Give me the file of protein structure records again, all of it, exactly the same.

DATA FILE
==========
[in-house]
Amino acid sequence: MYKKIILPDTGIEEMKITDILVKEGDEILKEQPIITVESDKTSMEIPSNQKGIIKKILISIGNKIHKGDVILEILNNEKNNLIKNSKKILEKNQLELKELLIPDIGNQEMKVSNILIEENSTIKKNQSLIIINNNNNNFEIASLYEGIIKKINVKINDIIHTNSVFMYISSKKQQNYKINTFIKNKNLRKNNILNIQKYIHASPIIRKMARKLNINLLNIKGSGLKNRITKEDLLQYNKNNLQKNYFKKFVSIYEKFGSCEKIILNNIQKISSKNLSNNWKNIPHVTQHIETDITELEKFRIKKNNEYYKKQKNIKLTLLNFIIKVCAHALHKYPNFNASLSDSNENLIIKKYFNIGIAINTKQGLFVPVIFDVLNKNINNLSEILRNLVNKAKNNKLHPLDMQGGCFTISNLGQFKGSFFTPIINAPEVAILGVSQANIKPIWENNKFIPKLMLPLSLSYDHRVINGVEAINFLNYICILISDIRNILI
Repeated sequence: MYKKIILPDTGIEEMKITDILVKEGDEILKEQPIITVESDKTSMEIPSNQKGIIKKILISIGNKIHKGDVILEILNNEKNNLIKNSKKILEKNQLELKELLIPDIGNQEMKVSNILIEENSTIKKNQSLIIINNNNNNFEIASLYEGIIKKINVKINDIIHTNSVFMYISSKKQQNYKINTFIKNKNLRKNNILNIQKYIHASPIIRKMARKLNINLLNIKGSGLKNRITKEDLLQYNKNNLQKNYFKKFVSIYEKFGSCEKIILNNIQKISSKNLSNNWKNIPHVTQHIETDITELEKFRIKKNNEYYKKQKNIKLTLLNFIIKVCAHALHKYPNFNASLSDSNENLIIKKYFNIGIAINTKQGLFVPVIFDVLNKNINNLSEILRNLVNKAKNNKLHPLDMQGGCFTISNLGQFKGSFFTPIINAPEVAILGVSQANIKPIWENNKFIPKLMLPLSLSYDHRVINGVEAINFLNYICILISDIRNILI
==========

[in-house]
Amino acid sequence: MYKKIILPDTGIEEMKITDILVKEGDEILKEQPIITVESDKTSMEIPSNQKGIIKKILISIGNKIHKGDVILEILNNEKNNLIKNSKKILEKNQLELKELLIPDIGNQEMKVSNILIEENSTIKKNQSLIIINNNNNNFEIASLYEGIIKKINVKINDIIHTNSVFMYISSKKQQNYKINTFIKNKNLRKNNILNIQKYIHASPIIRKMARKLNINLLNIKGSGLKNRITKEDLLQYNKNNLQKNYFKKFVSIYEKFGSCEKIILNNIQKISSKNLSNNWKNIPHVTQHIETDITELEKFRIKKNNEYYKKQKNIKLTLLNFIIKVCAHALHKYPNFNASLSDSNENLIIKKYFNIGIAINTKQGLFVPVIFDVLNKNINNLSEILRNLVNKAKNNKLHPLDMQGGCFTISNLGQFKGSFFTPIINAPEVAILGVSQANIKPIWENNKFIPKLMLPLSLSYDHRVINGVEAINFLNYICILISDIRNILI
Repeated sequence: MYKKIILPDTGIEEMKITDILVKEGDEILKEQPIITVESDKTSMEIPSNQKGIIKKILISIGNKIHKGDVILEILNNEKNNLIKNSKKILEKNQLELKELLIPDIGNQEMKVSNILIEENSTIKKNQSLIIINNNNNNFEIASLYEGIIKKINVKINDIIHTNSVFMYISSKKQQNYKINTFIKNKNLRKNNILNIQKYIHASPIIRKMARKLNINLLNIKGSGLKNRITKEDLLQYNKNNLQKNYFKKFVSIYEKFGSCEKIILNNIQKISSKNLSNNWKNIPHVTQHIETDITELEKFRIKKNNEYYKKQKNIKLTLLNFIIKVCAHALHKYPNFNASLSDSNENLIIKKYFNIGIAINTKQGLFVPVIFDVLNKNINNLSEILRNLVNKAKNNKLHPLDMQGGCFTISNLGQFKGSFFTPIINAPEVAILGVSQANIKPIWENNKFIPKLMLPLSLSYDHRVINGVEAINFLNYICILISDIRNILI